Monday, 2 August 2010

Double blind research

In order to research in the medical field one of the most well used techniques is double blind trials. This is a technique whereby both the participant and researcher do not know whether the drug or therapy being tested is real or a placebo. These techniques remove bias (subconscious or otherwise) by effectively eliminating "the brain".

But how is it possible to conduct such an experiment when visualisation and "the brain" are of fundamental importance? The placebo effect after all is real, and in fact isn't that exactly what the internal arts are attempting to tap into? For example, it has been shown (in proper scientifically validated trials) that the more spiritual you allow your meditation to be, the more effective it is. This was reported in the New Scientist in 2005 (requires subscription, but there are a number of subsequent write-ups for example here). [If someone can point me to the precise research paper I would be grateful].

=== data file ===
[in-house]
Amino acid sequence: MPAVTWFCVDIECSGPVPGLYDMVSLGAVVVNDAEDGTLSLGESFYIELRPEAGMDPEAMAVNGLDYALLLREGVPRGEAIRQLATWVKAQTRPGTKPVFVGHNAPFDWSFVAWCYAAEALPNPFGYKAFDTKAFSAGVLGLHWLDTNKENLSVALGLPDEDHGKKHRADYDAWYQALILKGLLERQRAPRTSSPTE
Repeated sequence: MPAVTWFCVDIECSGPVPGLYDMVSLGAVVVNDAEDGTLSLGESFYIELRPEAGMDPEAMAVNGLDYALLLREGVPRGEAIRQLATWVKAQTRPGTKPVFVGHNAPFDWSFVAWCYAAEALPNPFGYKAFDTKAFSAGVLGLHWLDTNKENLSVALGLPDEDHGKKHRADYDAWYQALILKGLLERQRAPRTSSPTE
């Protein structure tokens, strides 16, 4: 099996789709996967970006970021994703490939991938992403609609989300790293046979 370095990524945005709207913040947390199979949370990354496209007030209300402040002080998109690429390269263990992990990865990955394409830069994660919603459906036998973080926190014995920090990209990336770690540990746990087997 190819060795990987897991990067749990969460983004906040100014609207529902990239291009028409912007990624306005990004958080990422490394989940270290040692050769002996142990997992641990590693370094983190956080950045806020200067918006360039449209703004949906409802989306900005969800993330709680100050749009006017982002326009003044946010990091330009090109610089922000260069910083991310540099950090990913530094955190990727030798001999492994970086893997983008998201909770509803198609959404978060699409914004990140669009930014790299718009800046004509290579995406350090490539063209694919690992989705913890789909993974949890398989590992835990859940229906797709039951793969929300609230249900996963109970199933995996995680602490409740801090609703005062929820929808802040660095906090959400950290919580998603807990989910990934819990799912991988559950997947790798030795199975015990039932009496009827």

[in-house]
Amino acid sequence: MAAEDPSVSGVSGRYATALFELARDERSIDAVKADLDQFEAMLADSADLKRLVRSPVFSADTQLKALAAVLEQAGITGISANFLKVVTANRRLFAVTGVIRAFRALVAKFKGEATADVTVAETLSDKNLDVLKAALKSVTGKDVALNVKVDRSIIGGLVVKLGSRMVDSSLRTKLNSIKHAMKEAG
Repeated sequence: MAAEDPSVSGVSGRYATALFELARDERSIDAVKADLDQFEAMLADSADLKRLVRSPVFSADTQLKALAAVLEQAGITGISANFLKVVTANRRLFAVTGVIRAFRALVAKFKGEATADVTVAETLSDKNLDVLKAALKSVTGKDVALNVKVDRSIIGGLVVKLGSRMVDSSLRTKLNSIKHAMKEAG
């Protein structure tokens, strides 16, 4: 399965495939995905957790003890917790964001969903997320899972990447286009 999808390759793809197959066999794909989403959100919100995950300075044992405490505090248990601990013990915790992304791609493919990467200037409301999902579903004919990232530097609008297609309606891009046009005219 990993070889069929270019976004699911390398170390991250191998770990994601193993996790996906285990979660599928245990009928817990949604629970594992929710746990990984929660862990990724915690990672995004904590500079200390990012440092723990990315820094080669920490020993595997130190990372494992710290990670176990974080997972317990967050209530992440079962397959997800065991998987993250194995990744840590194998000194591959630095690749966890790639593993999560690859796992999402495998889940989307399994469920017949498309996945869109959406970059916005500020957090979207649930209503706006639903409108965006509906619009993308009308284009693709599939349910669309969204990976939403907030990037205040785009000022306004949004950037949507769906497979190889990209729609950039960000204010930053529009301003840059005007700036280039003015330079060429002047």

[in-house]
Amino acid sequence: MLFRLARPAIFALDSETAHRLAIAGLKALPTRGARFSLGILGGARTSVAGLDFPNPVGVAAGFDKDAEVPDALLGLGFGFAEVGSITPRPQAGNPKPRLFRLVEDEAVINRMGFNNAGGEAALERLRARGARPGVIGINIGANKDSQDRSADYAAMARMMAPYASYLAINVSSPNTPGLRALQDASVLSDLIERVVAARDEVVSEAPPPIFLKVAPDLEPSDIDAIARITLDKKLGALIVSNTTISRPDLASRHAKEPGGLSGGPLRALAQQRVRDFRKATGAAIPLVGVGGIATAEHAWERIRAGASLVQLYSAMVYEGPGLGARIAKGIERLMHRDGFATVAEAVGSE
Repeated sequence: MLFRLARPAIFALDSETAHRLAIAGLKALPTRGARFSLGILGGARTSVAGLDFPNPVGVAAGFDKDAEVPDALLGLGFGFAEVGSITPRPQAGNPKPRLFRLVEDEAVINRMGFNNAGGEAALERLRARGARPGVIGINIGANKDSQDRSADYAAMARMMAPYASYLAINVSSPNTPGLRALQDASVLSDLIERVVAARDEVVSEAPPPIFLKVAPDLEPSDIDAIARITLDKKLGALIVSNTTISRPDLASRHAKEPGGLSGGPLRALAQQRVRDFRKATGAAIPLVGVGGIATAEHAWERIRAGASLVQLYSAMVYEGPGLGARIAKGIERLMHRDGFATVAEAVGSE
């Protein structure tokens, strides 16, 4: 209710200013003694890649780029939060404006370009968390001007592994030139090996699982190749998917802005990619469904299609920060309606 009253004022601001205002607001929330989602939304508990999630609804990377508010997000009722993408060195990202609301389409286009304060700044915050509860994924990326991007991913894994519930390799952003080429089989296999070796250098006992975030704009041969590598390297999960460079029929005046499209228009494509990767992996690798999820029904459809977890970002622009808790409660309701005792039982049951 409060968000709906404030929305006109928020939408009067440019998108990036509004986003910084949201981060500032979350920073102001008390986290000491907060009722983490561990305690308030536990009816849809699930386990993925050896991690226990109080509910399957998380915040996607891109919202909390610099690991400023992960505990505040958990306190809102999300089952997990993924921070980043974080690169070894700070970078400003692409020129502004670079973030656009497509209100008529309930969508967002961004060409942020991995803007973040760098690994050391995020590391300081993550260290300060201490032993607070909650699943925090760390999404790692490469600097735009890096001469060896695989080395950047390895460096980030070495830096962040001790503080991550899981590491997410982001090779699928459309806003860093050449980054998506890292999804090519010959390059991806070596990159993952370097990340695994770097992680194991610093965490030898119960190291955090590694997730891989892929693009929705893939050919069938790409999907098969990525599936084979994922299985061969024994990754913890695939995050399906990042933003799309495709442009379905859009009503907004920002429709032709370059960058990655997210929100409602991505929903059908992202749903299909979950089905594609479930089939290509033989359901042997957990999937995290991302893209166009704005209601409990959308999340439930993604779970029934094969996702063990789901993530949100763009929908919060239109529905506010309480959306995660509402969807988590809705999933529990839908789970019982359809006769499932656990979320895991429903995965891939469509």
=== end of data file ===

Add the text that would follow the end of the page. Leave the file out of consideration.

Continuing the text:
Meditation at least is "all in the mind" and lends itself to trials, but when it comes to chi gung and tai chi this becomes increasingly intractable due to the huge numbers of additional variables. For example, researchers have attempted to develop a minimal tai chi form in order to make the problem tractable. However, as Masters at the International Tai Chi symposium this year debated - just how much reductionism is possible before the essence is lost (well written up here)? It seems there is an intractable dichotomy here: in order to study tai chi it needs to be simplified, but then what you are studying is not really tai chi more.. But I guess at least it helps to develop the model.

But at the end of the day, why should tai chi be proved or researched scientifically? After all, it is not like there are readily available scientific answers to analogous questions like "what is better for you playing cricket or cycling?". Why should the internal arts be any different?

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